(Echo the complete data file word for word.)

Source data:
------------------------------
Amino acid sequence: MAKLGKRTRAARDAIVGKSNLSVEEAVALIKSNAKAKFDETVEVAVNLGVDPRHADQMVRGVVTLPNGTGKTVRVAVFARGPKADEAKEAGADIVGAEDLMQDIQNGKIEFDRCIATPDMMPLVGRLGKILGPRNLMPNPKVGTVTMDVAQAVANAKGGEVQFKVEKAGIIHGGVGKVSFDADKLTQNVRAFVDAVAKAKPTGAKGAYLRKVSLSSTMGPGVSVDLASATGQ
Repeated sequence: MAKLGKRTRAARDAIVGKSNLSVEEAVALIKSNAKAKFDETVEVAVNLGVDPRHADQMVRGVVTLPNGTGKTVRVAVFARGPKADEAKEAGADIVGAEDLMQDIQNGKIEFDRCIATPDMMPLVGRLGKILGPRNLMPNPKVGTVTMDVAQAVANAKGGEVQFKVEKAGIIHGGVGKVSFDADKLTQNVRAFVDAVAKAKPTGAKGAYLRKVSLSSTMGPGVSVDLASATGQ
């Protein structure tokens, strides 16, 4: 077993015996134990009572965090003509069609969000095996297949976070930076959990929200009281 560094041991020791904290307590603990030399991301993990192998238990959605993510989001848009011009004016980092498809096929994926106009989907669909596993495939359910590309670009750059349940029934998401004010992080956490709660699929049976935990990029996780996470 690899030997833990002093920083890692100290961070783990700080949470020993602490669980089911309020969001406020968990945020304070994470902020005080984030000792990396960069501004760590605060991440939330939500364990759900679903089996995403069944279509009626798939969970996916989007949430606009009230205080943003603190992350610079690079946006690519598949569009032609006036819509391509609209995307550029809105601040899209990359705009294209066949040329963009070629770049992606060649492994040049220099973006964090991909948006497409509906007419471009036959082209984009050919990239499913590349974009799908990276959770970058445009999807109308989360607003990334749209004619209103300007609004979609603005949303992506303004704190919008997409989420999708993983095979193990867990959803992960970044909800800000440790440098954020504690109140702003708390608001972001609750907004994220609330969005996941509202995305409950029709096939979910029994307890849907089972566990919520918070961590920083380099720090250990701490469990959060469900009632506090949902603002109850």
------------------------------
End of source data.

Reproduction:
Amino acid sequence: MAKLGKRTRAARDAIVGKSNLSVEEAVALIKSNAKAKFDETVEVAVNLGVDPRHADQMVRGVVTLPNGTGKTVRVAVFARGPKADEAKEAGADIVGAEDLMQDIQNGKIEFDRCIATPDMMPLVGRLGKILGPRNLMPNPKVGTVTMDVAQAVANAKGGEVQFKVEKAGIIHGGVGKVSFDADKLTQNVRAFVDAVAKAKPTGAKGAYLRKVSLSSTMGPGVSVDLASATGQ
Repeated sequence: MAKLGKRTRAARDAIVGKSNLSVEEAVALIKSNAKAKFDETVEVAVNLGVDPRHADQMVRGVVTLPNGTGKTVRVAVFARGPKADEAKEAGADIVGAEDLMQDIQNGKIEFDRCIATPDMMPLVGRLGKILGPRNLMPNPKVGTVTMDVAQAVANAKGGEVQFKVEKAGIIHGGVGKVSFDADKLTQNVRAFVDAVAKAKPTGAKGAYLRKVSLSSTMGPGVSVDLASATGQ
């Protein structure tokens, strides 16, 4: 077993015996134990009572965090003509069609969000095996297949976070930076959990929200009281 560094041991020791904290307590603990030399991301993990192998238990959605993510989001848009011009004016980092498809096929994926106009989907669909596993495939359910590309670009750059349940029934998401004010992080956490709660699929049976935990990029996780996470 690899030997833990002093920083890692100290961070783990700080949470020993602490669980089911309020969001406020968990945020304070994470902020005080984030000792990396960069501004760590605060991440939330939500364990759900679903089996995403069944279509009626798939969970996916989007949430606009009230205080943003603190992350610079690079946006690519598949569009032609006036819509391509609209995307550029809105601040899209990359705009294209066949040329963009070629770049992606060649492994040049220099973006964090991909948006497409509906007419471009036959082209984009050919990239499913590349974009799908990276959770970058445009999807109308989360607003990334749209004619209103300007609004979609603005949303992506303004704190919008997409989420999708993983095979193990867990959803992960970044909800800000440790440098954020504690109140702003708390608001972001609750907004994220609330969005996941509202995305409950029709096939979910029994307890849907089972566990919520918070961590920083380099720090250990701490469990959060469900009632506090949902603002109850």